Editorials, Windows Phone

Switching from Symbian: What I Love/Hate About Windows Phone 8

Edit Cj: Everyone say hello to the newest member of our crew, Shibesh (@biryaniwhore)!

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For the past 2 years, my choice of operating system was Symbian. (Insert Cj’s joke how Steve Litchfield, Yash and I are the only ones still using the platform) So naturally when I picked up a Nokia Lumia 620, I was in for a series of shocks and surprises. Sometimes pleasant, most of the times not. Let’s start with the pleasant:

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1. Apps

Yes. Go ahead laugh yourself silly. As a Symbian user, I always could do whatever I wanted to because I was persistent and perennially on the lookout for workarounds. It is Symbian that made me proficient in the use of ‘three fingered salute’, ‘flashing a phone’ and extensive knowledge of the Daily Mobile Forums. In short, nothing was ever easy. Facebook’s official app is still the JAVA one that you can find in the likes of the 8-yr old N70. Twitter doesn’t have an official app. And let’s not even go into the hundreds of smaller niche services that are awesome in what they do, but I could never get to experience on Symbian. It’s no one’s fault. On the contrary, it’s a good business decision on the developer’s side to abandon a sinking ship.

Windows Phone, on the other hand, is the new kid on the block. A year ago, it might have been unstable but it has slowly garnered support from a majority of high-profile services. When I opened up the Marketplace for the first time, I felt like a kid who had just been given a lifetime’s membership to Disneyland. I was, and still remain spoiled for choice here; anyone who says Windows Phone doesn’t have apps, all I can say to them is: What more could you possibly want!

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2. Design/UI

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Let’s face it. Tiles are awesome. The OS is beautiful in its design and in the fact that every application takes hints from the Metro interface and as a result you get a uniform experience, doesn’t matter what you’re doing and where you’re doing it. The Back button always works as you’d expect it to work in the context (And is on the left side of the device, where you’d expect it to naturally be, unlike some other popular *cough* Galaxy *cough* devices)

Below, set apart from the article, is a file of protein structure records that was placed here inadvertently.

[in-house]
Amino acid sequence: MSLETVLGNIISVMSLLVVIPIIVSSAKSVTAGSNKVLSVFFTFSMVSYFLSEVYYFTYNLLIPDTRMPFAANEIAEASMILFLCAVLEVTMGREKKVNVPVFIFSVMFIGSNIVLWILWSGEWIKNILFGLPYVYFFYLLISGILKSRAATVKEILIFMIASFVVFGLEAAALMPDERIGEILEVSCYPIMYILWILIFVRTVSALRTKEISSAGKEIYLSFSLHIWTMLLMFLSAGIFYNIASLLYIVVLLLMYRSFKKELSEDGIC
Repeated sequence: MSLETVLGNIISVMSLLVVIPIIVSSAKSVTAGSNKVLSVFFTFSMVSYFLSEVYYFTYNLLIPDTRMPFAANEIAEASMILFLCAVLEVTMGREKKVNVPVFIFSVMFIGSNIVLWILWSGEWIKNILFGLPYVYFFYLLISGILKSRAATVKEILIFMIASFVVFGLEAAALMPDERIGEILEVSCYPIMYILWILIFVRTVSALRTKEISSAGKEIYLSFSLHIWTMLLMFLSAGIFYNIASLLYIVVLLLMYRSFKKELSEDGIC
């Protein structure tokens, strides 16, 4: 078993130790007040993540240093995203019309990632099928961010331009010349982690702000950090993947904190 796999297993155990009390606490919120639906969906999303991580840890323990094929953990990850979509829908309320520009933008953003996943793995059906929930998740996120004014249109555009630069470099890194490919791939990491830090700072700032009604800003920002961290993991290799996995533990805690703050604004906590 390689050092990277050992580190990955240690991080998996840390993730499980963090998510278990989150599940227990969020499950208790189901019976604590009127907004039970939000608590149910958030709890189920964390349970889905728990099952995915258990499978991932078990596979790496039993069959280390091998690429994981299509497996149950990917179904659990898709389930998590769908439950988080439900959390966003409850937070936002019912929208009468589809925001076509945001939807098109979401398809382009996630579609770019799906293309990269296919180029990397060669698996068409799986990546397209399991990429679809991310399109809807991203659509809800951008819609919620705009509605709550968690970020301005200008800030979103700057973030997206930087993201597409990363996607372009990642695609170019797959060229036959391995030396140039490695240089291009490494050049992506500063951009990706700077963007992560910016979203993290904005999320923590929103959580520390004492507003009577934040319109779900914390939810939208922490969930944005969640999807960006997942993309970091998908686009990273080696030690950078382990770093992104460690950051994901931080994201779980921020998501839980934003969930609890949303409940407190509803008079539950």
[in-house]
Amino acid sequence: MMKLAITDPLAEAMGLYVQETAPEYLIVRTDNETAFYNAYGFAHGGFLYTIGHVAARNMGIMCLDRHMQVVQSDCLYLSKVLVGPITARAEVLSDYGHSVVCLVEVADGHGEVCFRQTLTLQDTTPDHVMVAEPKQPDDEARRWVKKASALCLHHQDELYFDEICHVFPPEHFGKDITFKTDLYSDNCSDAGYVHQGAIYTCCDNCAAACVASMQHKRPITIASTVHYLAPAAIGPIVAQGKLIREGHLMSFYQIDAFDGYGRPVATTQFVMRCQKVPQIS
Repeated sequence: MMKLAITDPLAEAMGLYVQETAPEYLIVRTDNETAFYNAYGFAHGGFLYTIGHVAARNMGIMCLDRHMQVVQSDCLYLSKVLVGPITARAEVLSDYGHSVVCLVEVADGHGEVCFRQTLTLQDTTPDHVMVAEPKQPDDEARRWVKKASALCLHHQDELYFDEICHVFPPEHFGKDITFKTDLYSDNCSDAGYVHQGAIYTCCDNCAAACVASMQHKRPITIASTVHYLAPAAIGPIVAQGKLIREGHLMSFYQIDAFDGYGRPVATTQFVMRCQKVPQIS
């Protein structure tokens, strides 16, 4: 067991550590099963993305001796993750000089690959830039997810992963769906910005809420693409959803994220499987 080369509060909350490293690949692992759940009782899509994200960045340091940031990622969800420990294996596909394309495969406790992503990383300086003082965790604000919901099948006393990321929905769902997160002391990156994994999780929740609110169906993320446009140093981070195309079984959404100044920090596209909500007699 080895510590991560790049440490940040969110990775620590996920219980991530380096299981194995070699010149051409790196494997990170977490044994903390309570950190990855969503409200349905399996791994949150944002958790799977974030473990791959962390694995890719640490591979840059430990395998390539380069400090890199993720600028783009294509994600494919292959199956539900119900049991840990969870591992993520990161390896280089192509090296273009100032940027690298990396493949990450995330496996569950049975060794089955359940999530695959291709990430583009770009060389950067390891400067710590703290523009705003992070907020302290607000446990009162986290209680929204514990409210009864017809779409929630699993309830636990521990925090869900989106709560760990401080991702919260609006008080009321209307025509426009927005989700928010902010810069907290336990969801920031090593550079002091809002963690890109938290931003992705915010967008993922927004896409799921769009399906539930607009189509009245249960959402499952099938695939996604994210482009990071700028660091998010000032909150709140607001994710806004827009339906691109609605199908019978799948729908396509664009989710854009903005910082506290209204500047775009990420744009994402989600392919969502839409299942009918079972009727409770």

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3. Lockscreen Customizability

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I absolutely adore the way the lockscreen works as an alternative Notification Center. And that I can customize it ANY way I want. I can have pictures from Bing, Facebook, RSS going on in a slideshow. I can have the lockscreen responding to the weather of the place I am in, by showing me a forecast and a suitable wallpaper. The practical applications are endless and already in place!

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4. Nokia’s hardware

For a mid-range device, the 620 packs in a sure bang for the buck. The speakers are loud and clear. The size is just right for my stubby-fingered hands. The screen is perfect for outdoor usage with its Clear Black Display. The camera is surprisingly good, in both bright and low-lit conditions.

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And it’s GREEN! Who doesn’t love a green phone! Or a yellow one! Or red! Sigh.

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Now, with all of the gushing out of the way. Let’s get to the parts I hate about this OS:

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1. No Multitasking